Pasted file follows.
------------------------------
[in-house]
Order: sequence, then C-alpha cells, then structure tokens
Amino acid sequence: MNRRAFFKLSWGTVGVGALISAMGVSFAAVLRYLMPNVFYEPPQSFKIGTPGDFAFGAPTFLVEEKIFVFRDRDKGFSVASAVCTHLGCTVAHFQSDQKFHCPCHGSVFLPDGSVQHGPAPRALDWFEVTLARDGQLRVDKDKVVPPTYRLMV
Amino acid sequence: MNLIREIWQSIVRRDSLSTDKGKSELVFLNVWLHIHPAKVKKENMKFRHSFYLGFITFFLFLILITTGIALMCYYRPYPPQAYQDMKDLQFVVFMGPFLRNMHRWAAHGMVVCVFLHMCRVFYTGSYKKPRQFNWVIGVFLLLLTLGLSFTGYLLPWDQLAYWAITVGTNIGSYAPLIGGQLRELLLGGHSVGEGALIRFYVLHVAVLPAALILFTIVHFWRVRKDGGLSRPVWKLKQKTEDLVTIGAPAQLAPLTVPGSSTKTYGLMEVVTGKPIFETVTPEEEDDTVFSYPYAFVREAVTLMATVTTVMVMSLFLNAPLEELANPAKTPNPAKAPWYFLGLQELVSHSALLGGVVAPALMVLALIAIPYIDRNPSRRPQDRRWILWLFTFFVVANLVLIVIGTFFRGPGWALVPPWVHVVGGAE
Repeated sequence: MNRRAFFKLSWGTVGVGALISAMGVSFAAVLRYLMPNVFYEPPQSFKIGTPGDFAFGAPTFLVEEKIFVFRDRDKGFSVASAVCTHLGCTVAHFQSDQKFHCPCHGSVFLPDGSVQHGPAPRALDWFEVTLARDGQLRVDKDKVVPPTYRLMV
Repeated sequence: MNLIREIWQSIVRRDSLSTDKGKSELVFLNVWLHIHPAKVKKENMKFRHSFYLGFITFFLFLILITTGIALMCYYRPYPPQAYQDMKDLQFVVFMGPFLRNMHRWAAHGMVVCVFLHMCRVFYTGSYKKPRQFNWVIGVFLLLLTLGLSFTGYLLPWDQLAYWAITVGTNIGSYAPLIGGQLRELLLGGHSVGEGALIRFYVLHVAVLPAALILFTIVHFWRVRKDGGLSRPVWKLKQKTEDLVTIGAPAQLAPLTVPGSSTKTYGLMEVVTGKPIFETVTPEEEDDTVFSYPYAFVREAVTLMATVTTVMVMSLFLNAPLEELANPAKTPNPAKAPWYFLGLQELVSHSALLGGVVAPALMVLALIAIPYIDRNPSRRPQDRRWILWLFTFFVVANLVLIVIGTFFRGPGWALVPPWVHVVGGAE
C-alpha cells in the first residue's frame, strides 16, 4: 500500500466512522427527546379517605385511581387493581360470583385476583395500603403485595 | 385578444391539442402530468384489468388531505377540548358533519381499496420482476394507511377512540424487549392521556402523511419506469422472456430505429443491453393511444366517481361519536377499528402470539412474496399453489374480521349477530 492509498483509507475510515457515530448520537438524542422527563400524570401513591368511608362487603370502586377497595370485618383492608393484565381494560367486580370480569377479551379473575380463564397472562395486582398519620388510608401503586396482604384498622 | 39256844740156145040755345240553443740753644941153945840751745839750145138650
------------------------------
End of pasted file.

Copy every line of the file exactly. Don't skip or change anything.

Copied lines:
[in-house]
Order: sequence, then C-alpha cells, then structure tokens
Amino acid sequence: MNRRAFFKLSWGTVGVGALISAMGVSFAAVLRYLMPNVFYEPPQSFKIGTPGDFAFGAPTFLVEEKIFVFRDRDKGFSVASAVCTHLGCTVAHFQSDQKFHCPCHGSVFLPDGSVQHGPAPRALDWFEVTLARDGQLRVDKDKVVPPTYRLMV
Amino acid sequence: MNLIREIWQSIVRRDSLSTDKGKSELVFLNVWLHIHPAKVKKENMKFRHSFYLGFITFFLFLILITTGIALMCYYRPYPPQAYQDMKDLQFVVFMGPFLRNMHRWAAHGMVVCVFLHMCRVFYTGSYKKPRQFNWVIGVFLLLLTLGLSFTGYLLPWDQLAYWAITVGTNIGSYAPLIGGQLRELLLGGHSVGEGALIRFYVLHVAVLPAALILFTIVHFWRVRKDGGLSRPVWKLKQKTEDLVTIGAPAQLAPLTVPGSSTKTYGLMEVVTGKPIFETVTPEEEDDTVFSYPYAFVREAVTLMATVTTVMVMSLFLNAPLEELANPAKTPNPAKAPWYFLGLQELVSHSALLGGVVAPALMVLALIAIPYIDRNPSRRPQDRRWILWLFTFFVVANLVLIVIGTFFRGPGWALVPPWVHVVGGAE
Repeated sequence: MNRRAFFKLSWGTVGVGALISAMGVSFAAVLRYLMPNVFYEPPQSFKIGTPGDFAFGAPTFLVEEKIFVFRDRDKGFSVASAVCTHLGCTVAHFQSDQKFHCPCHGSVFLPDGSVQHGPAPRALDWFEVTLARDGQLRVDKDKVVPPTYRLMV
Repeated sequence: MNLIREIWQSIVRRDSLSTDKGKSELVFLNVWLHIHPAKVKKENMKFRHSFYLGFITFFLFLILITTGIALMCYYRPYPPQAYQDMKDLQFVVFMGPFLRNMHRWAAHGMVVCVFLHMCRVFYTGSYKKPRQFNWVIGVFLLLLTLGLSFTGYLLPWDQLAYWAITVGTNIGSYAPLIGGQLRELLLGGHSVGEGALIRFYVLHVAVLPAALILFTIVHFWRVRKDGGLSRPVWKLKQKTEDLVTIGAPAQLAPLTVPGSSTKTYGLMEVVTGKPIFETVTPEEEDDTVFSYPYAFVREAVTLMATVTTVMVMSLFLNAPLEELANPAKTPNPAKAPWYFLGLQELVSHSALLGGVVAPALMVLALIAIPYIDRNPSRRPQDRRWILWLFTFFVVANLVLIVIGTFFRGPGWALVPPWVHVVGGAE
C-alpha cells in the first residue's frame, strides 16, 4: 500500500466512522427527546379517605385511581387493581360470583385476583395500603403485595 | 385578444391539442402530468384489468388531505377540548358533519381499496420482476394507511377512540424487549392521556402523511419506469422472456430505429443491453393511444366517481361519536377499528402470539412474496399453489374480521349477530 492509498483509507475510515457515530448520537438524542422527563400524570401513591368511608362487603370502586377497595370485618383492608393484565381494560367486580370480569377479551379473575380463564397472562395486582398519620388510608401503586396482604384498622 | 39256844740156145040755345240553443740753644941153945840751745839750145138650